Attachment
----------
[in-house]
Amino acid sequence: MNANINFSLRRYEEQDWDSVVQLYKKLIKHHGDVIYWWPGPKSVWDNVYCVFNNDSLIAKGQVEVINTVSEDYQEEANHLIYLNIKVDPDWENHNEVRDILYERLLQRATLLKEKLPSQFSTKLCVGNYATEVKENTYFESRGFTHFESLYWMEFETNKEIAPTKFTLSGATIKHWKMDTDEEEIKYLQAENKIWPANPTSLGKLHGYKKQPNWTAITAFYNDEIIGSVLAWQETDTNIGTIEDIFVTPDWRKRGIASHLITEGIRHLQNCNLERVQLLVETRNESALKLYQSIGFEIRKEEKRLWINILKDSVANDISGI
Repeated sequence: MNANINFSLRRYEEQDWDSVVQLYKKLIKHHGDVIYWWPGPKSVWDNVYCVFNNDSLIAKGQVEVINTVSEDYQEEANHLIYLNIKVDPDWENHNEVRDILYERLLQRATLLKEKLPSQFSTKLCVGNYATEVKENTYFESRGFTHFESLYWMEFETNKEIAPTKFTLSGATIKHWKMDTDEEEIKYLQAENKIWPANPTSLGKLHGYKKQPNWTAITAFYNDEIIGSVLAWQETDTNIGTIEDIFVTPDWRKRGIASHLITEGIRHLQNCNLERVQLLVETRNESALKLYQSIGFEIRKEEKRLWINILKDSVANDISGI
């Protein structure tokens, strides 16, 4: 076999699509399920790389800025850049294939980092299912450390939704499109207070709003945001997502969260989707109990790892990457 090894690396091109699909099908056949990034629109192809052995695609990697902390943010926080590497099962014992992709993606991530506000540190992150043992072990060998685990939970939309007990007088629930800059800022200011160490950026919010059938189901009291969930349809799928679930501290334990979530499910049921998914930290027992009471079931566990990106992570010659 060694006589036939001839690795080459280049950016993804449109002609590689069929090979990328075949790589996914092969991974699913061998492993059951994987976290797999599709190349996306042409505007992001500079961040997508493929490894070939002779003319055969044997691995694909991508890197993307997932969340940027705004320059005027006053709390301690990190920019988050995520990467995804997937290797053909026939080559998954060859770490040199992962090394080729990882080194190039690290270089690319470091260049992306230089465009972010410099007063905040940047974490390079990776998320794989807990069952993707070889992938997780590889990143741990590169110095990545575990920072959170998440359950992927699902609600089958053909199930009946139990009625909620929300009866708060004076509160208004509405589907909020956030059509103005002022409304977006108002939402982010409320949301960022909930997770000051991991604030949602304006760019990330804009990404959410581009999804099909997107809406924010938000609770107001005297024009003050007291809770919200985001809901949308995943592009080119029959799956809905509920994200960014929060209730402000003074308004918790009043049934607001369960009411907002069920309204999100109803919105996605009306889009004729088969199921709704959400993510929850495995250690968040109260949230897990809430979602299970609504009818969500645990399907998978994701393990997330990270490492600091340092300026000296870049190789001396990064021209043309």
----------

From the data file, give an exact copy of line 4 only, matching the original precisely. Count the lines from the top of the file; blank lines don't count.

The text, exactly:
């Protein structure tokens, strides 16, 4: 076999699509399920790389800025850049294939980092299912450390939704499109207070709003945001997502969260989707109990790892990457 090894690396091109699909099908056949990034629109192809052995695609990697902390943010926080590497099962014992992709993606991530506000540190992150043992072990060998685990939970939309007990007088629930800059800022200011160490950026919010059938189901009291969930349809799928679930501290334990979530499910049921998914930290027992009471079931566990990106992570010659 060694006589036939001839690795080459280049950016993804449109002609590689069929090979990328075949790589996914092969991974699913061998492993059951994987976290797999599709190349996306042409505007992001500079961040997508493929490894070939002779003319055969044997691995694909991508890197993307997932969340940027705004320059005027006053709390301690990190920019988050995520990467995804997937290797053909026939080559998954060859770490040199992962090394080729990882080194190039690290270089690319470091260049992306230089465009972010410099007063905040940047974490390079990776998320794989807990069952993707070889992938997780590889990143741990590169110095990545575990920072959170998440359950992927699902609600089958053909199930009946139990009625909620929300009866708060004076509160208004509405589907909020956030059509103005002022409304977006108002939402982010409320949301960022909930997770000051991991604030949602304006760019990330804009990404959410581009999804099909997107809406924010938000609770107001005297024009003050007291809770919200985001809901949308995943592009080119029959799956809905509920994200960014929060209730402000003074308004918790009043049934607001369960009411907002069920309204999100109803919105996605009306889009004729088969199921709704959400993510929850495995250690968040109260949230897990809430979602299970609504009818969500645990399907998978994701393990997330990270490492600091340092300026000296870049190789001396990064021209043309």